Rutherford was the first woman chair of the Association of ...

Article

John Gilmore

Linguisticsscholar and polemicist born in Trinidad, the son of former slaves. Little is known of his early life, but he did well as a pupil at the Woodbrook Normal School (which would now be called a teacher training college), which was then on the outskirts of Port of Spain. In 1860 he was placed in charge of a remote rural school. He moved to another school on an increased salary in 1865, but in 1867 success in a recently introduced system of competitive examinations secured him a place in the local Civil Service. He rose through a succession of posts until he was forced by ill health to retire in 1879.

As a rural schoolmaster, Thomas came into close contact with and made a special study of the French Creole which was then the vernacular of most Trinidadians while at the same time studying French and ...

Article

David Dabydeen

Banker, economist, close friend of William Wilberforce, and campaigner for the abolition of the slave trade. Owing to his background in financial matters, Thornton was able to be of great help to Wilberforce in terms of managing the monetary aspects of their anti‐slavery campaigns besides providing practical business advice. He was one of the founders of the Clapham Sect, a group of men under the influence of Wilberforce who were devoted to evangelical Christianity and believed that, through their faith in Jesus Christ, they would fight for moral, social, and political justice. The Sect was formed by Wilberforce and Thornton after their proposal for the abolition of the slave trade was rejected in 1789. It was Thornton's idea to create a Christian commune within which those dedicated to religious and political matters could live, exchange, and activate their ideas. In 1792 he purchased Battersea ...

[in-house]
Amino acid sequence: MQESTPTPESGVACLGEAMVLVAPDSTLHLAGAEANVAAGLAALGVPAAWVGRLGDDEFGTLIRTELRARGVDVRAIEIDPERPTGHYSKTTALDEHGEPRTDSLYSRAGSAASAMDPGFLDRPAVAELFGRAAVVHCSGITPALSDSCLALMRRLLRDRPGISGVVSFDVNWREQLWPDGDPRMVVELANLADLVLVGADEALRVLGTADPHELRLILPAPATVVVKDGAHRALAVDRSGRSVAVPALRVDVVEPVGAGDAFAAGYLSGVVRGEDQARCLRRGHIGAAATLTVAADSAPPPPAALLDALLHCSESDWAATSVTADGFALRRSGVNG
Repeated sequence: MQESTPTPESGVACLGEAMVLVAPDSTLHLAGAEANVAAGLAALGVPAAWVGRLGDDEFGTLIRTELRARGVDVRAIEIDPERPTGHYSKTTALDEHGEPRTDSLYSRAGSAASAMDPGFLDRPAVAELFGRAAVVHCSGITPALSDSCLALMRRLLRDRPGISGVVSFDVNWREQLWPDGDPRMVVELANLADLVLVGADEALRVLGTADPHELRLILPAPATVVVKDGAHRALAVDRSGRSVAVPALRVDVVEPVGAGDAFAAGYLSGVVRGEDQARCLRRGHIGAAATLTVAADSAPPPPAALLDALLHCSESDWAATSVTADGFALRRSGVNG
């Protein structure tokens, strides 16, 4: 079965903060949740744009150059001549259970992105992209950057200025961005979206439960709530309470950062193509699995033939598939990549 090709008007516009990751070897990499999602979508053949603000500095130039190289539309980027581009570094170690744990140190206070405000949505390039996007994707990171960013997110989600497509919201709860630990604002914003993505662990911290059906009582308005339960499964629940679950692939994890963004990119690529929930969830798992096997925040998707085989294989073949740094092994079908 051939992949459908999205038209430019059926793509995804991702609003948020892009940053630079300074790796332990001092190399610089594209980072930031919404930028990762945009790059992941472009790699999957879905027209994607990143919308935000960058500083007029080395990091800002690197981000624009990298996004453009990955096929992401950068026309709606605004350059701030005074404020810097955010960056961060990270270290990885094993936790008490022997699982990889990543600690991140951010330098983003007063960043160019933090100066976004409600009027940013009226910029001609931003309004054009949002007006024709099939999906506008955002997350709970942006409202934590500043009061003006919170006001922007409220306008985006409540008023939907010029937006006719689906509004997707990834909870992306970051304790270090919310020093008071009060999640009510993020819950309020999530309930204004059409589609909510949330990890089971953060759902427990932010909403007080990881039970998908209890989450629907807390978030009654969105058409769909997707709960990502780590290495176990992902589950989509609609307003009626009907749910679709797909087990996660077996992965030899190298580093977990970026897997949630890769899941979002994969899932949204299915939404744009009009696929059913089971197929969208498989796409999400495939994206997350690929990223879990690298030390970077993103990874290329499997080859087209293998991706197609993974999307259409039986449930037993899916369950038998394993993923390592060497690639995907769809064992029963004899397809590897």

Article

John Gilmore

Historian and politician born in Port of Spain, Trinidad. In 1931 he won a government scholarship, which took him the following year to the University of Oxford, where, after his first degree, he completed a doctorate in history. His Inward Hunger (1969) includes an interesting description of his experiences as a colonial student at Oxford and the prejudices he encountered. From 1939 to 1948 he lived mainly in the United States, where he taught at Howard University and worked for the Anglo‐American Caribbean Commission (both in Washington DC). He returned to live in Port of Spain in 1948, but continued to work for the Caribbean Commission until his resignation in 1955.

In 1956 Williams became a full time politician founding the People s National Movement Electoral success later the same year meant that he led the government of Trinidad and Tobago successively as Chief Minister ...